Marriage in Islam is a contract between two consenting individuals referred to as a nikah. As part of the formalities, a husband is to provide his wife with a sum of money or property known as her mahr (sometimes spelt mehr).
The mahr is either provided to the wife upon marriage or at an agreed time in the future which is usually upon divorce or the husband’s death. The mahr should be recorded in the marriage contract.
We are aware that a significant number of couples in the Muslim community are living together following a religious marriage only that has taken place in this country, and are unaware of the legal consequences that follow. Many are very surprised and often quite disappointed to learn that they were not provided with the correct information as to the status of their religious marriage. This includes them being an un-married couple under the law of this country so that the law applicable to cohabitees is applied when their marriage breaks down.
An invalid marriage means that you cannot organise your financial affairs in a prudent manner. For example, you will not have automatic rights if your partner dies. Of course, this can also have an impact on the financial remedies that are available for the benefit of your children.
We can advise on the validity of your religious marriage, whether it was conducted in this country or abroad. We can advise whether there is still a possibility of making a claim for financial remedies if the ceremony constitutes a void or voidable marriage. We are experienced in nullity proceedings.
If your marriage comes to an end through divorce or an annulment, we will advise you on your financial claims.
For an Islamic divorce, we are able to refer you to shariah councils to assist in ending the marriage or to witness the commencement of the religious divorce process. This can be done whether you have a recognised marriage or not. We understand how difficult it can be if you are a wife and your husband refuses to divorce you religiously, or provide his consent. We will do all that we can to persuade your husband to cooperate with the religious divorce process.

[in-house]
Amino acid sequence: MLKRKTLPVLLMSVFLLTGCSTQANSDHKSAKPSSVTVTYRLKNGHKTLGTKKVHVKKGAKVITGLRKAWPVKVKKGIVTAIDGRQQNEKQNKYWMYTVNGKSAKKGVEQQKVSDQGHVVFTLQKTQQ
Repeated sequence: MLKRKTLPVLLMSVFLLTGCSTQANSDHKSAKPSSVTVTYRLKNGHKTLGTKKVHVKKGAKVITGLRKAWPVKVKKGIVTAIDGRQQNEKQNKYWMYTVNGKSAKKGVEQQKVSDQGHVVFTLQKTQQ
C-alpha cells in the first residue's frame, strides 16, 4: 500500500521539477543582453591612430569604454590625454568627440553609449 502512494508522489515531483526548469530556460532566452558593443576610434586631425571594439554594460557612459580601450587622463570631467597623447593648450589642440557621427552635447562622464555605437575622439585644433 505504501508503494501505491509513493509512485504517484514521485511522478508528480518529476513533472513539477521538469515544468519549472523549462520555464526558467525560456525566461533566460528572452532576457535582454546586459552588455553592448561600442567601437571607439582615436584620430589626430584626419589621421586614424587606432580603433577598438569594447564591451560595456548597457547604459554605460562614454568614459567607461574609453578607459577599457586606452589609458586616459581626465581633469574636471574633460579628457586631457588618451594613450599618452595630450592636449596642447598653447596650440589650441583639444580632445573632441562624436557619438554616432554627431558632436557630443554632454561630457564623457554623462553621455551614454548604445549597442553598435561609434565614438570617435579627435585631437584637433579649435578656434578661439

If there is an unpaid Mahr, we will advise on how best to recover this. It can be considered as part of the civil divorce proceedings if appropriate, but a civil claim for breach of contract can also be made.
We will advise on the best course of action to make a claim for financial relief, whether your marriage is recognised or not. In addition, advice will be given about financial claims for the benefit of any children of the family.
Matters involving children and faith can be very delicate and sensitive issues to deal with particularly when the parents of a child are in a disagreement. Parents may hold different beliefs and practices which become more apparent on separation.
We can advise and assist in cases concerning children. This will include what factors the court can consider concerning your child’s upbringing, education, country to be brought up in and their day to day routine arrangements. We will ensure that the focus is on their welfare and this is always kept as the paramount concern.
Under both English and Islamic law, both parties to a marriage must provide their consent. If this is not the case, the marriage is invalid
We can advise on the steps required to bring such a marriage to an end and whether you can apply for financial relief.
If you consider that you have been or are being mistreated or abused whether physical, emotional, verbal, financial or psychological abuse, we can advise on remedies available to you. Court orders can be obtained to prevent you from being abused by your partner, or by someone instructed by him or her. This can cover abuse you might be being subjected to by members of the extended family.